(White Plains, NY) Don’t stop the music! Social distancing can’t keep musicians from making and sharing music – even from afar. Despite the COVID-19 pandemic, the Music Conservatory of Westchester is keeping the music playing by offering private lessons online with its expert, accredited faculty. As the Conservatory is a member of the National Association of Schools of Music (NASM), all of its teachers are trained in their instrument with exceptional educational and performance credentials in order to meet the highest standards.
“Our faculty are what differentiate us from everyone else. Also, our expert staff who can guide new students to the right course of study and teacher choice,” says Conservatory Executive Director, Jean Newton.
While New York State seems closed for business and schools are moving to online learning, this nonprofit community music school is continuing everybody’s music study via interactive video platforms such as Zoom, Skype, and FaceTime. By persisting through these circumstances with virtual lessons, students and teachers have the opportunity to continue making progress as well as regain a sense of normalcy with their weekly lesson schedules.
“Lessons (virtual or in-person) with an experienced and well-adapted teacher is the key to have a systematic learning process and therefore increase the success rate for learning,” says Associate Dean for Student Services, Song Gonzalez.
Gonzalez adds that there is more to music lessons than just learning to play the instrument. “A good teacher provides not only the expert knowledge and appropriate instruction for that specific student, but also encouragement, inspiration, motivation, as well as appropriate discipline needed for the learning to be successful. In most cases, that mentorship extends beyond the student to include parents/other family members as well.”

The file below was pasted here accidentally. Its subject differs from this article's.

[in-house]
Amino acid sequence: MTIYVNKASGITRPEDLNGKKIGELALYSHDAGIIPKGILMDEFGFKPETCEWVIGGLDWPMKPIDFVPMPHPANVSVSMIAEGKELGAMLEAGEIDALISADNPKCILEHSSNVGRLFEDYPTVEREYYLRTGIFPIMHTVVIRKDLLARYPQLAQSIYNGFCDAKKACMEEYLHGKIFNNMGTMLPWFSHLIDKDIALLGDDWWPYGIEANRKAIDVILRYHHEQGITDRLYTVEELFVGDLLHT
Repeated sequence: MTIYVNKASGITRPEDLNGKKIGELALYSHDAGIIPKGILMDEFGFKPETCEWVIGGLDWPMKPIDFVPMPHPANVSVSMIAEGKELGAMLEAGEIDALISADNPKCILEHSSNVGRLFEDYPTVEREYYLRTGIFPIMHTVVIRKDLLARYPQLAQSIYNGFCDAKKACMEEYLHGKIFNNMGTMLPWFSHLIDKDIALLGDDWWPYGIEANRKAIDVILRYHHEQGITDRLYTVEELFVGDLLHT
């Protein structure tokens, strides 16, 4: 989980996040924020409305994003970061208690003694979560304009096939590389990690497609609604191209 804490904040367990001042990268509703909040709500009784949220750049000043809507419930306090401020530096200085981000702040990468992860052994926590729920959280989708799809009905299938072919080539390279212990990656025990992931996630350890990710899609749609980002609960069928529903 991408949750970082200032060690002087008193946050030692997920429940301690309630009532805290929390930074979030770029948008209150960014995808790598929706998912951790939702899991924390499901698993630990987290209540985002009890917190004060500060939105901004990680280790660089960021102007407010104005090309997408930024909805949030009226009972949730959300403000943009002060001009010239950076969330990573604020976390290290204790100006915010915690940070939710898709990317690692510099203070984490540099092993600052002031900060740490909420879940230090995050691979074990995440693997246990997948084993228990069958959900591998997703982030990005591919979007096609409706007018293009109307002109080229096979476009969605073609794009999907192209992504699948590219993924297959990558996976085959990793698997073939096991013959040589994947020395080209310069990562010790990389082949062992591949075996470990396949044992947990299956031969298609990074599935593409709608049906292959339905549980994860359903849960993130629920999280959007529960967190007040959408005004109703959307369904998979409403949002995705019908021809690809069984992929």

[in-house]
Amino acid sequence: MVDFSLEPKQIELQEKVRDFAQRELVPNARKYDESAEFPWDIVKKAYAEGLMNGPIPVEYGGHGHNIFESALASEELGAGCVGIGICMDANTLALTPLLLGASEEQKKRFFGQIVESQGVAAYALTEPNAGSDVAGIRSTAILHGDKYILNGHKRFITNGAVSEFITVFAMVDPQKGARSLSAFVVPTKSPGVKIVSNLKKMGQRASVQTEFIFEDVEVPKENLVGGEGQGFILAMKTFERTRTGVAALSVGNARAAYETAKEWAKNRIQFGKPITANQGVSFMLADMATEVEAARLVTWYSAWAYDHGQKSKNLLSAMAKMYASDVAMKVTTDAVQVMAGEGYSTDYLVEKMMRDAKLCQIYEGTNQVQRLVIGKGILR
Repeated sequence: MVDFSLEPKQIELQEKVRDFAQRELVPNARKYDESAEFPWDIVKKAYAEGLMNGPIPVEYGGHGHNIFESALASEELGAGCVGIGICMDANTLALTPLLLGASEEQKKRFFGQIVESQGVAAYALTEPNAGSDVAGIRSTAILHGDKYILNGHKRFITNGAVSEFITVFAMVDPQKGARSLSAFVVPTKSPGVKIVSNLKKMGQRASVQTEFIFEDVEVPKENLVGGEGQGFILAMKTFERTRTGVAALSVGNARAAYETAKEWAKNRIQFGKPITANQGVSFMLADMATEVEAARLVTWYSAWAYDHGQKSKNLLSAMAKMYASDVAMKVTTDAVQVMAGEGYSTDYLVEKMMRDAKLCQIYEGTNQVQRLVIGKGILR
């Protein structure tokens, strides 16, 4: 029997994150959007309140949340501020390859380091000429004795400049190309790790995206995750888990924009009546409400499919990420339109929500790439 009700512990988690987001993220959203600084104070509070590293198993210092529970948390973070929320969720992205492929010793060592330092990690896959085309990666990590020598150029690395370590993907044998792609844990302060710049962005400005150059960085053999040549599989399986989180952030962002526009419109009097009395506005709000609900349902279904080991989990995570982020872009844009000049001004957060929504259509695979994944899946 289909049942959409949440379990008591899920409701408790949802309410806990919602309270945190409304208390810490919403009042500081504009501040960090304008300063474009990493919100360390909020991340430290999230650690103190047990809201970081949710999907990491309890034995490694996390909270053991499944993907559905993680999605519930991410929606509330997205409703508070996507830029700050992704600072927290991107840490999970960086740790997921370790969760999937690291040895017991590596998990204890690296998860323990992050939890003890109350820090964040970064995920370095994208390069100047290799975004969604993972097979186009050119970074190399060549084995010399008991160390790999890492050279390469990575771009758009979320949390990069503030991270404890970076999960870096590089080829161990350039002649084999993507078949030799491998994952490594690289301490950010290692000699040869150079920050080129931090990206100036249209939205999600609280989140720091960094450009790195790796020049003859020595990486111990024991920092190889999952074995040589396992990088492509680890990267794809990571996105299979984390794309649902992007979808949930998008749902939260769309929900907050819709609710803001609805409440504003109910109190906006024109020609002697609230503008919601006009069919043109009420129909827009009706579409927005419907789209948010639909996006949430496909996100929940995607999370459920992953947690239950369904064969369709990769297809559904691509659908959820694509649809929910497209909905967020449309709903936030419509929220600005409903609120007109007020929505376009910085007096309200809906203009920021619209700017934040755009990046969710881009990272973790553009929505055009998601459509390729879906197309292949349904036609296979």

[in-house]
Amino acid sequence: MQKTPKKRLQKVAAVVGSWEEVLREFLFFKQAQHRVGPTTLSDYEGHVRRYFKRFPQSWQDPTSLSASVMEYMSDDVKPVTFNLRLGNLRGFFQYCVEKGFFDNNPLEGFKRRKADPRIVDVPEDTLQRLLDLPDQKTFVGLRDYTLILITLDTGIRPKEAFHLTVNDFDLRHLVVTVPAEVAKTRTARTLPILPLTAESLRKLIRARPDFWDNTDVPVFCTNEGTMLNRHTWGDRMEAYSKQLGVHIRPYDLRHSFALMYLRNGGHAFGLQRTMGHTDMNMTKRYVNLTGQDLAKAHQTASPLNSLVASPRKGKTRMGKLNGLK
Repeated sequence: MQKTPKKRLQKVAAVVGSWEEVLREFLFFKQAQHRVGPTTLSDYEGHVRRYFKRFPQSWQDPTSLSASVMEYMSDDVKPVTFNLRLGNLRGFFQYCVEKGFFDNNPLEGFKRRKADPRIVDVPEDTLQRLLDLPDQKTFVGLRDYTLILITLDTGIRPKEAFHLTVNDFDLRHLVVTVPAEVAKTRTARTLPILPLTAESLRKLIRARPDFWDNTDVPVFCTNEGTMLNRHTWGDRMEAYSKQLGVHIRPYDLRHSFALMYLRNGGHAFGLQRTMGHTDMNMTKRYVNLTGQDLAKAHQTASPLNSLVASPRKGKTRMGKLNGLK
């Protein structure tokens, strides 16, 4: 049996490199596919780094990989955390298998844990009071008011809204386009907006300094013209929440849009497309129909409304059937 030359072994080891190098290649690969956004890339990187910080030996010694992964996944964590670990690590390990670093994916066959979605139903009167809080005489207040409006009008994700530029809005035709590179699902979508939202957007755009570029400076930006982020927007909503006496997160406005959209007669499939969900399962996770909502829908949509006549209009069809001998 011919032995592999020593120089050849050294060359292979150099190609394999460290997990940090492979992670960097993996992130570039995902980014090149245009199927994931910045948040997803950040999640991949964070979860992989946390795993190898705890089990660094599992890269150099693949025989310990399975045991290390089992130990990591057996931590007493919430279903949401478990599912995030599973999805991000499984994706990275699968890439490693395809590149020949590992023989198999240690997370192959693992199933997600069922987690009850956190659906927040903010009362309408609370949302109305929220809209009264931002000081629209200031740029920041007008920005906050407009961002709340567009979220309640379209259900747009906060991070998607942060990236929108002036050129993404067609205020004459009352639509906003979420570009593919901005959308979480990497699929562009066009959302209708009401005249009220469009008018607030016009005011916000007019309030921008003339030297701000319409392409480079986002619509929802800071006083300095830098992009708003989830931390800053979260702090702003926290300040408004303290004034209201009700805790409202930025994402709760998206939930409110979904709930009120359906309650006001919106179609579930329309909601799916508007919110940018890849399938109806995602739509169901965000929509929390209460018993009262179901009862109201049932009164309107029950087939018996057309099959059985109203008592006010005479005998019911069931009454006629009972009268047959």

The transition to online music education has been smooth for the Conservatory and its students. Feedback from parents, students, and teachers has been positive.
“I feel this is helping [my daughter] to spend more time on her piano at home, and it will help her to be comfortable playing her piano, which I think will lead to her spending more time practicing,” one Conservatory parent said of the adjustment to virtual lessons. “I believe there will be some long-term benefits with this new program, and there will be a silver lining despite the dark skies of the pandemic.”
The Conservatory, which celebrated its 90th anniversary in 2019, is adapting its teaching approach to 21st Century technology in more ways than one. Plans to build five new technology-based teaching spaces in its Central Avenue building by 2021, including a recording studio, digital piano lab, music therapy studio, are in the works. Westchester’s pre-college recording engineering program is a highly-anticipated feature reflecting the future of music education.
“Music has always been a source of inspiration, joy and comfort in all types of circumstances,” Newton says. “It is especially important in times of crisis. Music brings people together, and in today’s world we’re so lucky to have the capacity to do this even if we can’t all be in the same room.”
As the Music Conservatory of Westchester continues to innovate in the changing teaching landscape, the renowned music school aims to always keep the music playing.
The Music Conservatory of Westchester was founded in 1929 by a group of community members and renowned artists. Today, the Conservatory provides the extraordinary benefits of music to all in our community, from absolute beginners to advanced artists, with one-on-one instruction, performing ensembles, theory, composition, early childhood classes, lifelong learning for adults, and free community performances, serving 2,800 students each year from 4 months to over 80 years old. As a not-for-profit organization, the Conservatory is dedicated to serving the community and reaching out to those who would not otherwise have access. Our Scholarship Program provides tuition assistance for financially deserving students. The Music Therapy Institute brings music into the lives of 2,000 children and adults with disabilities each year through on-site and outreach programs. Healing Our Heroes offers military veterans a specialized music therapy program to help with recovery after their service. The Conservatory has inspired generations of students, and contributed to a vibrant musical life in the county, the region, and beyond. www.musicconservatory.org